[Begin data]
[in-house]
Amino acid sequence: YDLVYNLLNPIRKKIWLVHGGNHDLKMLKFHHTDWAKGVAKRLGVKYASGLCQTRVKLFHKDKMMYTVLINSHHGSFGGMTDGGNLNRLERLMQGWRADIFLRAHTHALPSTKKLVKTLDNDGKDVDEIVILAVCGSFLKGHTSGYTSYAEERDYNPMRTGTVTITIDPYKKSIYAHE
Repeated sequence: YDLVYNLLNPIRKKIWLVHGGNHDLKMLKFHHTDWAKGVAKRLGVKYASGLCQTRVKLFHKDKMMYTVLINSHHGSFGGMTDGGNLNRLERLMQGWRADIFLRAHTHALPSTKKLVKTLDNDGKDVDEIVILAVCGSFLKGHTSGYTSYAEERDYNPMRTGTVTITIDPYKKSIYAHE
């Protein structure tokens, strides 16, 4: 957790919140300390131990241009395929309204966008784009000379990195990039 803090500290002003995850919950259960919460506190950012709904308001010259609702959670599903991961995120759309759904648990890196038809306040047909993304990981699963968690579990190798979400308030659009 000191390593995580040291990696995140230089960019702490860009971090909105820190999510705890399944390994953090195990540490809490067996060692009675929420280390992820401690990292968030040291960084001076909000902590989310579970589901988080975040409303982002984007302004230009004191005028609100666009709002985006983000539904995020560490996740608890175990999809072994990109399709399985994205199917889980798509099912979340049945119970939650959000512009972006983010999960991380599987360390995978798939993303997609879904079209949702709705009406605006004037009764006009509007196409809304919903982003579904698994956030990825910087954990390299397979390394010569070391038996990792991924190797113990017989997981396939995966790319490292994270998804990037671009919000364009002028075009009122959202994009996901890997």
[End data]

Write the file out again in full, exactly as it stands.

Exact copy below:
[in-house]
Amino acid sequence: YDLVYNLLNPIRKKIWLVHGGNHDLKMLKFHHTDWAKGVAKRLGVKYASGLCQTRVKLFHKDKMMYTVLINSHHGSFGGMTDGGNLNRLERLMQGWRADIFLRAHTHALPSTKKLVKTLDNDGKDVDEIVILAVCGSFLKGHTSGYTSYAEERDYNPMRTGTVTITIDPYKKSIYAHE
Repeated sequence: YDLVYNLLNPIRKKIWLVHGGNHDLKMLKFHHTDWAKGVAKRLGVKYASGLCQTRVKLFHKDKMMYTVLINSHHGSFGGMTDGGNLNRLERLMQGWRADIFLRAHTHALPSTKKLVKTLDNDGKDVDEIVILAVCGSFLKGHTSGYTSYAEERDYNPMRTGTVTITIDPYKKSIYAHE
């Protein structure tokens, strides 16, 4: 957790919140300390131990241009395929309204966008784009000379990195990039 803090500290002003995850919950259960919460506190950012709904308001010259609702959670599903991961995120759309759904648990890196038809306040047909993304990981699963968690579990190798979400308030659009 000191390593995580040291990696995140230089960019702490860009971090909105820190999510705890399944390994953090195990540490809490067996060692009675929420280390992820401690990292968030040291960084001076909000902590989310579970589901988080975040409303982002984007302004230009004191005028609100666009709002985006983000539904995020560490996740608890175990999809072994990109399709399985994205199917889980798509099912979340049945119970939650959000512009972006983010999960991380599987360390995978798939993303997609879904079209949702709705009406605006004037009764006009509007196409809304919903982003579904698994956030990825910087954990390299397979390394010569070391038996990792991924190797113990017989997981396939995966790319490292994270998804990037671009919000364009002028075009009122959202994009996901890997």